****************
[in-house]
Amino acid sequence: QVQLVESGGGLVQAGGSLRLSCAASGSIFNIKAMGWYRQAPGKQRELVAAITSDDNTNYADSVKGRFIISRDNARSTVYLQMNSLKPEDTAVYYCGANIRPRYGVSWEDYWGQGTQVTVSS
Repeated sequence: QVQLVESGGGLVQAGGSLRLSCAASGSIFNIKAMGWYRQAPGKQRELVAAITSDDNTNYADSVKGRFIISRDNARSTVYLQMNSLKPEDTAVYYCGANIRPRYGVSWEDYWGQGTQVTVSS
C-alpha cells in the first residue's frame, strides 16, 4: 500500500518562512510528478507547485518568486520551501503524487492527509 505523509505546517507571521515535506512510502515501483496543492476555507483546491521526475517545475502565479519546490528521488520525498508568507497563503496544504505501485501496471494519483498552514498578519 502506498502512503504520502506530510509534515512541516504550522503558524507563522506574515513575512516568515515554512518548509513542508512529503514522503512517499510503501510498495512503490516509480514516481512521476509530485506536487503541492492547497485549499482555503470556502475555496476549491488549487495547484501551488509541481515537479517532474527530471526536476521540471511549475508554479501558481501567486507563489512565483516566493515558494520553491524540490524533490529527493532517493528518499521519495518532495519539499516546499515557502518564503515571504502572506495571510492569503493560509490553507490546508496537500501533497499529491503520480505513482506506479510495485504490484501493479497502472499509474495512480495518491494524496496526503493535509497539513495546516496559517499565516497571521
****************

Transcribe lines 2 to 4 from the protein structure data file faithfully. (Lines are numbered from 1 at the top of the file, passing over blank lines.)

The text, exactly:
Amino acid sequence: QVQLVESGGGLVQAGGSLRLSCAASGSIFNIKAMGWYRQAPGKQRELVAAITSDDNTNYADSVKGRFIISRDNARSTVYLQMNSLKPEDTAVYYCGANIRPRYGVSWEDYWGQGTQVTVSS
Repeated sequence: QVQLVESGGGLVQAGGSLRLSCAASGSIFNIKAMGWYRQAPGKQRELVAAITSDDNTNYADSVKGRFIISRDNARSTVYLQMNSLKPEDTAVYYCGANIRPRYGVSWEDYWGQGTQVTVSS
C-alpha cells in the first residue's frame, strides 16, 4: 500500500518562512510528478507547485518568486520551501503524487492527509 505523509505546517507571521515535506512510502515501483496543492476555507483546491521526475517545475502565479519546490528521488520525498508568507497563503496544504505501485501496471494519483498552514498578519 502506498502512503504520502506530510509534515512541516504550522503558524507563522506574515513575512516568515515554512518548509513542508512529503514522503512517499510503501510498495512503490516509480514516481512521476509530485506536487503541492492547497485549499482555503470556502475555496476549491488549487495547484501551488509541481515537479517532474527530471526536476521540471511549475508554479501558481501567486507563489512565483516566493515558494520553491524540490524533490529527493532517493528518499521519495518532495519539499516546499515557502518564503515571504502572506495571510492569503493560509490553507490546508496537500501533497499529491503520480505513482506506479510495485504490484501493479497502472499509474495512480495518491494524496496526503493535509497539513495546516496559517499565516497571521